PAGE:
Louth artist Suzanne Carroll takes to the mountains for latest exhibition

Suzanne Carroll and fellow artists who installing artworks at Barnavave for a one-day exhibition on Saturday

Margaret RoddyThe Argus

North Louth artist Suzanne Carroll is taking to the mountains for her latest exhibition which takes place within the walls of a deserted village on the mountains of the Cooley peninsula.

Following the success of her outdoor gallery experience held on the hillside on Anaverna, Ravensdale last year, she is hosting a one-day exhibition within the dry stone walls of deserted village on Barnavave in the Cooley Mountains on Saturday May 20 from 12pm to 5pm.

For this exhibition, Suzanne has collaborated with curator Shannon Carroll and they have invited eight artists from Louth and further afield to make work in response to the intriguing site of the Deserted Village on Barnavave, South Commons, Carlingford.

"As stewards of this planet we are each becoming more aware of how every action we take can affect the crisis we find ourselves in,” she says. “By raising awareness and prompting discussion on pertinent issues artists and the art they make can encourage us to reflect for a moment, to consider the small or even radical changes we might make in our daily lives.”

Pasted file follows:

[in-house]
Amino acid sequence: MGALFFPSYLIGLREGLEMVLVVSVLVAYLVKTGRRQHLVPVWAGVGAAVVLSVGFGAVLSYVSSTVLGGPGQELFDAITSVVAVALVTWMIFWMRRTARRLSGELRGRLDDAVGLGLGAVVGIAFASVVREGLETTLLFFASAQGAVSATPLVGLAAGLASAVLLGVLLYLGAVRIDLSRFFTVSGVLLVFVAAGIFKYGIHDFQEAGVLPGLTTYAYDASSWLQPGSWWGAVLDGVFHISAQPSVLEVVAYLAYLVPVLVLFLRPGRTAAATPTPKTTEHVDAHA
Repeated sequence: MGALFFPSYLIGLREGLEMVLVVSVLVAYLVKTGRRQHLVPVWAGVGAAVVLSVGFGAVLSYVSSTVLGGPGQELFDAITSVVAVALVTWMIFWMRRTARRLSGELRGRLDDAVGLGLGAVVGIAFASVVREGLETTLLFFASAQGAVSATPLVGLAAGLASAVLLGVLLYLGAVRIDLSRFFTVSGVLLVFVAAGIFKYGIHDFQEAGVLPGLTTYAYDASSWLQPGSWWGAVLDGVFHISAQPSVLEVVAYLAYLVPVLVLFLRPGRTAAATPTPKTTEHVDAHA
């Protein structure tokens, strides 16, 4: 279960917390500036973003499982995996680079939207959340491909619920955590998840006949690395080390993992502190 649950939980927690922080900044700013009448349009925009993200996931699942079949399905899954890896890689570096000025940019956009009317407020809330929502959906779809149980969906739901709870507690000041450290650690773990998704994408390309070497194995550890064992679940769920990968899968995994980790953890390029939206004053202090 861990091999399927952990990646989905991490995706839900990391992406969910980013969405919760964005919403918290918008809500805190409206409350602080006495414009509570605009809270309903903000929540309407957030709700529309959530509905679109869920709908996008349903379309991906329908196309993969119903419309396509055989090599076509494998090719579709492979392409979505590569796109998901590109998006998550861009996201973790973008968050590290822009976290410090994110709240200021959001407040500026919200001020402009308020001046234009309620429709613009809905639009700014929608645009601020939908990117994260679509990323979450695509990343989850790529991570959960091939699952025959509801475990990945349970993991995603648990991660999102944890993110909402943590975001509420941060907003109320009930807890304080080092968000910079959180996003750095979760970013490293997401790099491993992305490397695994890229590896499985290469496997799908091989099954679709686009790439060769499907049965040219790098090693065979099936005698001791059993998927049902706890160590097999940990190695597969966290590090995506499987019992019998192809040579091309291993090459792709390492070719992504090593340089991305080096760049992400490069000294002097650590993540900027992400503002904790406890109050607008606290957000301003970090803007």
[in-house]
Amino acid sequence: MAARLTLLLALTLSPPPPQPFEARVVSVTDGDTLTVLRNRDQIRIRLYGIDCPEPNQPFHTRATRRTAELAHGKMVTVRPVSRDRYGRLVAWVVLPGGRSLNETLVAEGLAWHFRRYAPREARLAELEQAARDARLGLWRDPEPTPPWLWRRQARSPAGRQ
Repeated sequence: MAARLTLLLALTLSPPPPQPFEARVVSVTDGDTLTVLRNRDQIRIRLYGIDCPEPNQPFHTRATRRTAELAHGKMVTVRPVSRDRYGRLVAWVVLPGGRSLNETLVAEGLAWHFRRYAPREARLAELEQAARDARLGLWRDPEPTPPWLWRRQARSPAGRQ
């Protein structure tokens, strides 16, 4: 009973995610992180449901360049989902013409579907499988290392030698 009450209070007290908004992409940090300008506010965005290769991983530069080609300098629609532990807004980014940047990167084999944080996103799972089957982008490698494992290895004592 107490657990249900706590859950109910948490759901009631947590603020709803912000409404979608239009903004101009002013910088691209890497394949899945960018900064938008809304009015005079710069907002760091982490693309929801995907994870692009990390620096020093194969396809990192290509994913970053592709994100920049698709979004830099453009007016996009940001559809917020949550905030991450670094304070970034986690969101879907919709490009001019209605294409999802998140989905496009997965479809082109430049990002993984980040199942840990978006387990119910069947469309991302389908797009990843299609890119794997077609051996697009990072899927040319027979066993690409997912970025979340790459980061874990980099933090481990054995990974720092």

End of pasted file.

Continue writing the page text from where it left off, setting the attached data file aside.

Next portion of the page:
“But artists also need to think about their own consumption and production and take responsibility for the impact their practice may have on the environment. It is with these thoughts in mind that the eight artists from around the country were selected for this environmentally low impact project.”

The artists Eirn Redmond, a visual artist based in Dublin, whose practice inhabits a space between art, science and ecology; Rosie O’Reilly a visual artist working across sound, sculpture, written work and drawing; Mel Galley a printmaker employing the contemporary technologies of CAD and CGI. and laser etching. Originally from Cumbria she is now based in Dublin. Her work addresses discussions on place, ecology and ethics.

Carrickmacross-based Úna Curley is a visual artist who works in natural, textiles and found materials. She hopes to awaken a child like curiosity in the viewer questioning their relationship with themselves and the environment while raising awareness of the fast pace of consumption and subsequent waste.

Áine Ryan is a visual artist from Waterford whose work encompasses the cast glass process, mixed media, found objects, textiles and photography. She focuses on the interchange between belonging, place, identity and memory considered from a rural feminine perspective.

Gráinne Murphy is a printmaker employing the use of natural pigments in her screenprintss. Her work is influenced by the natural world and the stories and traditions that have shaped our relationship with the environment and explores the interconnectedness of water, landscape and folklore. Gráinne is based in Creative Spark Printstudio, Dundalk.

Órlaith Cullinane is a visual artist, her practice involves painting, printmaking, drawing, performance, digital media and sculpture. Orlaith is based in Bridge Street Studio, Dundalk.